The Majestic Sight Of Goalkeepers Going Up For Corners

By Alex Connor

News • Mar 4, 2024

The Majestic Sight Of Goalkeepers Going Up For Corners

An abandonment of all tactical nous or an important emergency maneuver?  

A glance over at the bench. The reluctant nod of the manager. The eager anticipation of every onlooking fan. The sight of a goalkeeper marauding forward for a corner kick in search of a late equaliser or winner is a glorious storyline. 

This desperation, intertwined with the unexpected nature of a goal, is a rare and beautiful utopia in football. This tactic is perhaps the ultimate abandonment of all tactics; last-ditch and intoxicatingly exciting. A licensed and frenzied heat-of-the-moment headrush that we all wholeheartedly support. 

The boisterous and enigmatic Peter Schmeichel was one who frequented the use of the method in English football. With Manchester United chasing the first goal in their Champions League final victory over Bayern Munich at Camp Nou, the imposing Dane flung himself at David Beckham’s corner to stop any defensive header. The ball was eventually recycled toward Teddy Sheringham, who kickstarted the infamous comeback.

Schmeichel was the first goalkeeper to score in Premier League history, when he netted a close-range volley for Aston Villa against Everton in October 2001. Even before he arrived in England, Schmeichel had a habit of being a demon in the opposition penalty box. On 18 September 1982, Gladaxe-Hero was losing 2-1 against Horsholm-Usserod IK when Schmeichel headed in a late leveller to help his side avoid relegation.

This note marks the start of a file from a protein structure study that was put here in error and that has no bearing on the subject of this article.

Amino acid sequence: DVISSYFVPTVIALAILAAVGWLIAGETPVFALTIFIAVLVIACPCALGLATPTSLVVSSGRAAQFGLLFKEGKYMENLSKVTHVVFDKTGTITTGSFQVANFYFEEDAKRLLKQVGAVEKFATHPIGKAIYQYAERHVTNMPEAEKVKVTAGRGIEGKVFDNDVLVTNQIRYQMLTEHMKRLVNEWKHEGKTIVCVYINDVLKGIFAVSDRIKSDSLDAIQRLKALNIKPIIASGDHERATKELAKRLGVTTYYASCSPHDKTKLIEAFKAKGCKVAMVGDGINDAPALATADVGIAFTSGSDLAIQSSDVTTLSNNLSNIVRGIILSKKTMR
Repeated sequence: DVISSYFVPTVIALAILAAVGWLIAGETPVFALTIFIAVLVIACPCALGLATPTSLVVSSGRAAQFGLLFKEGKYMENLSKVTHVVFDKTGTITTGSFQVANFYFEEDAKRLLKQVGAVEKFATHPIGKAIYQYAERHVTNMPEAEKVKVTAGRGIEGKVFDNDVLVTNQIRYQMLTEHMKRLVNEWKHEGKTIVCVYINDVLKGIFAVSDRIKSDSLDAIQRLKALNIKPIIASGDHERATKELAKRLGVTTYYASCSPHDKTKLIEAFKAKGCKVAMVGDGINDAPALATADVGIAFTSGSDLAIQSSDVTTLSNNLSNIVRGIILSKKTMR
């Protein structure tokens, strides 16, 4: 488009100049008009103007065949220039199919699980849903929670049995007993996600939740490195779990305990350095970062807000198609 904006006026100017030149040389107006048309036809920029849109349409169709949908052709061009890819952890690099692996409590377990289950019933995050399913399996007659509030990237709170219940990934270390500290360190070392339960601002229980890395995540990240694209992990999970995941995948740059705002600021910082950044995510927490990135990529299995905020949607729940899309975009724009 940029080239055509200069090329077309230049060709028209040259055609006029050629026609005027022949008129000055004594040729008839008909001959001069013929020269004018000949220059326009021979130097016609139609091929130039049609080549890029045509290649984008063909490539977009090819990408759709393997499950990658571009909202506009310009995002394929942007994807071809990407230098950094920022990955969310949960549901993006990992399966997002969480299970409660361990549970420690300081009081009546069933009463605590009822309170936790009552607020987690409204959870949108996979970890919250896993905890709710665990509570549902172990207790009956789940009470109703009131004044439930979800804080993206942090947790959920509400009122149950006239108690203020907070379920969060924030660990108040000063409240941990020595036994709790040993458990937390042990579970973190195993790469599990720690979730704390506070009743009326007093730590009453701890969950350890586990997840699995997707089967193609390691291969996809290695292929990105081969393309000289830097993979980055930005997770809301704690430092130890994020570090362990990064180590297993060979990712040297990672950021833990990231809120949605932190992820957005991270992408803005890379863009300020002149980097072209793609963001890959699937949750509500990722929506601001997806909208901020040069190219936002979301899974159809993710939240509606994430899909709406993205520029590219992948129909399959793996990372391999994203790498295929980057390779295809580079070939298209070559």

The roots of Schmeichel’s tendency to power forward for corner kicks lie with his father, Antoni “Tolek” Schmeichel. He idolised Polish shot-stopper Jan Tomaszewski. Tomaszewski was catapulted to fame when his eccentric and antagonizing performance denied England qualification for the 1974 World Cup in a 1-1 draw. 

The wind-up merchant, branded as a “clown” by Brian Clough, often senselessly rushed from the six-yard box, was bailed out by a couple of goal-line clearances, but also made a string of mesmeric saves. Poland finished third at the tournament, with Tomaszewski claiming that the key to his country’s success was “cigarettes and wine.”

In October 1979, Beerschot VAC was trailing against RWB Molenbeek when they won a corner in the latter stages. Tomaszewski was on a mission to create history and stampeded up the field toward the opposition’s penalty box. His teammate Stanislaw Gzil was perplexed and questioned his goalkeeper’s decision. Tomaszewksi simply replied: “Confusion.” 

It caused mayhem for the opposition. Defenders doubled up on Tomaszewksi to derail his elaborate plan and Emmanuel Sanon netted the equaliser. This prompted a shift in the narrative and whenever a goalkeeper ventured forward in Belgian football, it was coined as an “exit a la Tomek.”

What do Tomaszewski and Schmeichel have in common? They are both mavericks and don’t shy away from the spotlight. Their bold, brash and unmissable goalkeeping styles encouraged their unorthodox antics. Nowadays, goalkeepers streaming forward for late corners are far more common. It is an irresistibly tempting narrative, employed across the board at all levels.